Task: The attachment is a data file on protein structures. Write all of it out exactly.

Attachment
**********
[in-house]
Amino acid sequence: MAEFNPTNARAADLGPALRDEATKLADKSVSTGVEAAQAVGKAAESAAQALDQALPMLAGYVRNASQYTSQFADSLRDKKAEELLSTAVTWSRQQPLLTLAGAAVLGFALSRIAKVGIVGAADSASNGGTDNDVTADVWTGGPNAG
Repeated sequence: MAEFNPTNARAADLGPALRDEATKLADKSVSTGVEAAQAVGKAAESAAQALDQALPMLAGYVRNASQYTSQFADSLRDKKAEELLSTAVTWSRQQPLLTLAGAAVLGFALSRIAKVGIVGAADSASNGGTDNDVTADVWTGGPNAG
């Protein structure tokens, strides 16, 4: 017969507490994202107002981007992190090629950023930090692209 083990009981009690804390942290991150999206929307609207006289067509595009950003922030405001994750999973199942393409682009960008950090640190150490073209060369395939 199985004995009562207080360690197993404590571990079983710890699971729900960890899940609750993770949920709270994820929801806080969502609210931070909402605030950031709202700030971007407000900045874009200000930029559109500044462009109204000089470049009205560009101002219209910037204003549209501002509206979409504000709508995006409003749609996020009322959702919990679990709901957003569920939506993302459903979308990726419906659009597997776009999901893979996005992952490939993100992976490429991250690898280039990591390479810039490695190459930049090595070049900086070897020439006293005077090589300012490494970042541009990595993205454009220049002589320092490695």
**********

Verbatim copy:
[in-house]
Amino acid sequence: MAEFNPTNARAADLGPALRDEATKLADKSVSTGVEAAQAVGKAAESAAQALDQALPMLAGYVRNASQYTSQFADSLRDKKAEELLSTAVTWSRQQPLLTLAGAAVLGFALSRIAKVGIVGAADSASNGGTDNDVTADVWTGGPNAG
Repeated sequence: MAEFNPTNARAADLGPALRDEATKLADKSVSTGVEAAQAVGKAAESAAQALDQALPMLAGYVRNASQYTSQFADSLRDKKAEELLSTAVTWSRQQPLLTLAGAAVLGFALSRIAKVGIVGAADSASNGGTDNDVTADVWTGGPNAG
């Protein structure tokens, strides 16, 4: 017969507490994202107002981007992190090629950023930090692209 083990009981009690804390942290991150999206929307609207006289067509595009950003922030405001994750999973199942393409682009960008950090640190150490073209060369395939 199985004995009562207080360690197993404590571990079983710890699971729900960890899940609750993770949920709270994820929801806080969502609210931070909402605030950031709202700030971007407000900045874009200000930029559109500044462009109204000089470049009205560009101002219209910037204003549209501002509206979409504000709508995006409003749609996020009322959702919990679990709901957003569920939506993302459903979308990726419906659009597997776009999901893979996005992952490939993100992976490429991250690898280039990591390479810039490695190459930049090595070049900086070897020439006293005077090589300012490494970042541009990595993205454009220049002589320092490695």